**Optics and Photonics Journal**

Vol.06 No.10(2016), Article ID:71210,24 pages

10.4236/opj.2016.610025

Static Laser Light Scattering Studies from Red Blood Cells

David Joseph, Amit Kumar^{ }

Optical Engineering Section, Department of Applied Physics, Guru Jambheshwar University of Science and Technology, Haryana, India

Copyright © 2016 by authors and Scientific Research Publishing Inc.

This work is licensed under the Creative Commons Attribution International License (CC BY 4.0).

http://creativecommons.org/licenses/by/4.0/

Received: June 23, 2016; Accepted: October 11, 2016; Published: October 14, 2016

ABSTRACT

A homemade Static Light scattering studies has been used to determine angle resolved scattered intensity for different polarization states of the incident laser light. Classical light scattering set ups are being used to study morphological aspects of scatterers using simple set ups using low power lasers. Red blood cells form rather interesting as well as a challenging system for scattering experiments. The scattering spectrometer consists of a scattering arm, a scattering turn table and collimating arm. Along with polarizers integrated in the collimating arm as well as scattering arms ensures collection of scattered flux with the required polarization state. This technique is being developed for its in vitro studies using fresh red blood cells. A brief review of the theoretical models used for scattering from Red Blood Cells (RBC) has been discussed in the paper. Scattering pattern (scattering plots) as well as polar plots of scattered flux have been determined for different polarization state of the incident light. Insight into the orientation of major axis of particles can be inferred from the polar plots.

**Keywords:**

Raleigh Scattering, Mie Scattering Red Blood Cells, Polar Plots, Clustering, Circularly Polarized Light, Linearly Polarized Light, Polarizer, Scattering Turn Table, Collimator Arm, Scattering Arm

1. Introduction

Static light scattering is a classical field the birth of which may be assigned to Rayleigh scattering and the explanation of blueness of sky [1] [2] . This novel formulation made demarcation as an elastic scattering event and inelastic scattering event. Keeping in mind the non destructive scattering, one would find immense applications and their techniques that are biologically important processes. Along with X-ray scattering, light scattering has emerged as a potent tool for probing soft matter materials. Depending on the size of particles, Raleigh Gans, or Mie scattering regimes can be defined [3] - [6] . The size, orientation and the refractive indices decide the scattering event and corresponding scattering matrix elements are defined as below.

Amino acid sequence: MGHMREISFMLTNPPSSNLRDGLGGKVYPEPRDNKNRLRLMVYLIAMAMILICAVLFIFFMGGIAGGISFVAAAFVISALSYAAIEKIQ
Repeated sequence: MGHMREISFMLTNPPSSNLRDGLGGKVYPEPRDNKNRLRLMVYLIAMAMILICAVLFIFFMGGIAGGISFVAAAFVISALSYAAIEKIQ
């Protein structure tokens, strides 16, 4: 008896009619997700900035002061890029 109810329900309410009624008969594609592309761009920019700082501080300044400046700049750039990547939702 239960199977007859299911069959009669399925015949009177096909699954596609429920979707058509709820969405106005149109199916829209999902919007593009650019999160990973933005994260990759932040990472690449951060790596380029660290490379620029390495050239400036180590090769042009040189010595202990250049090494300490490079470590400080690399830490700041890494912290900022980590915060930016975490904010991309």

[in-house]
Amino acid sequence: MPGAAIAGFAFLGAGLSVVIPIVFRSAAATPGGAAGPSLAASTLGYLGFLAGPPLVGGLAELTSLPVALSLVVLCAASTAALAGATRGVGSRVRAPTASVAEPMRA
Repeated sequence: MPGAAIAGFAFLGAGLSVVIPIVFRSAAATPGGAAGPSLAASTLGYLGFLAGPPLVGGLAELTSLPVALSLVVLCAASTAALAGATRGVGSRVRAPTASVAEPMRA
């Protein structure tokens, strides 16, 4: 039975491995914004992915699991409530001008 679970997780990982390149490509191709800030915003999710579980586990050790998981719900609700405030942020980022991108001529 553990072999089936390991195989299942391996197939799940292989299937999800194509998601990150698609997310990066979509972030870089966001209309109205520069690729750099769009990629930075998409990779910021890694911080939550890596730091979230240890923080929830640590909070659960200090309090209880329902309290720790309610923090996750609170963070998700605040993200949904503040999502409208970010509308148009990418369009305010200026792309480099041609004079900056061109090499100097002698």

The scattering in any direction is described by four amplitude functions, S_{1}, S_{2}, S_{3} and S_{4} all functions of θ and f which form a matrix S(θ, f) of four elements. The definition of S(θ, f) is

(1)

The corresponding intensity matrix F has 16 elements. By making θ = 0, we obtain the four complex matrix components S_{2}(0), S_{2}(0), S_{3}(0), S_{4}(0) forming the matrix S(0) of four elements. The electric field at a point P beyond the slab is

(2)

where q = 2pNlk^{−}^{2}.

In red blood cells, the size typically varies from 6 μ to 8 μ and has a biconcave disc shape. An ensemble of randomly oriented dilute Red Blood Cells (RBC) will therefore be well suited model system for scattering.

The spatial arrangement of particles comes to picture, when one takes into account the scattering from multiple particles. While single particle scattering takes into account the scattering from simple particles, multiple scattering has been always a mathematical difficulty. Experimentally, for multiple scattering events, it is difficult to convolute for different scattering events. With a perspective of colloidal interactions, it is well characterized by the pair potential existing between the particles which is well known from DLVO theory for colloids. Even though the nature of potential is not well known, the Derjaguin, Landau, Verwey and Overbook (DLVO) potential along with the Resealed Mean spherical approximation by Henson and Hayter provides a good model to explain the many particle interaction and stability of particle in a medium [7] [8] .

In the opposite regime, if the attractive forces dominate, the particles tent to become clusters. These clusters in the case of red blood cell (RBC) clusters arc called rouleaux [9] . The work in the area of scattering from cells has been carried established by Valery Tuchin and his group [10] [11] . Theoretical and experimental work of Preizchev et al. on Red Blood Cells (RBC) throws light into the morphological features of RBC [12] . Britton chance and Alfano has extended the scattering technique to high potential biological applications [13] [14] . Alfano et al. have elaborately studied the florescence in tissues along with its scattering effects while propagating in a biological medium. William Bickel has elaborately focused his studies on the shape and size of the particle using the scattering matrix method taking almost all shapes into consideration [15] . George Benedick has also shown immense applications of SLS studying macromolecules [16] . The morphological changes of the RBC cells with the malarial parasite infection has been studied by the Felt group at MIT, USA [17] . On the contrary, clustering of particles to form fractal can be studied by a formulation due to Sorensen et al. where they have determined the clusters grown by diffusion limited aggregation (DLA) [18] . Depending upon the clustering dynamics, clustering process can be Diffusion limited Aggregation (DLA) or Reaction Limited Aggregation (RLA) [19] - [21] and correspondingly, the fractal dimensions will be different. The focus of the present work is however limited to single particle scattering and determination of its form factor. The Red Blood cells RBC are heavily prone to physical and pathological conditions in the blood plasma such as ionic variations, pH variations, temperature variations and pathological conditions. Consequently, the RBC can change its shape and size, or can form clusters (see Figure 1).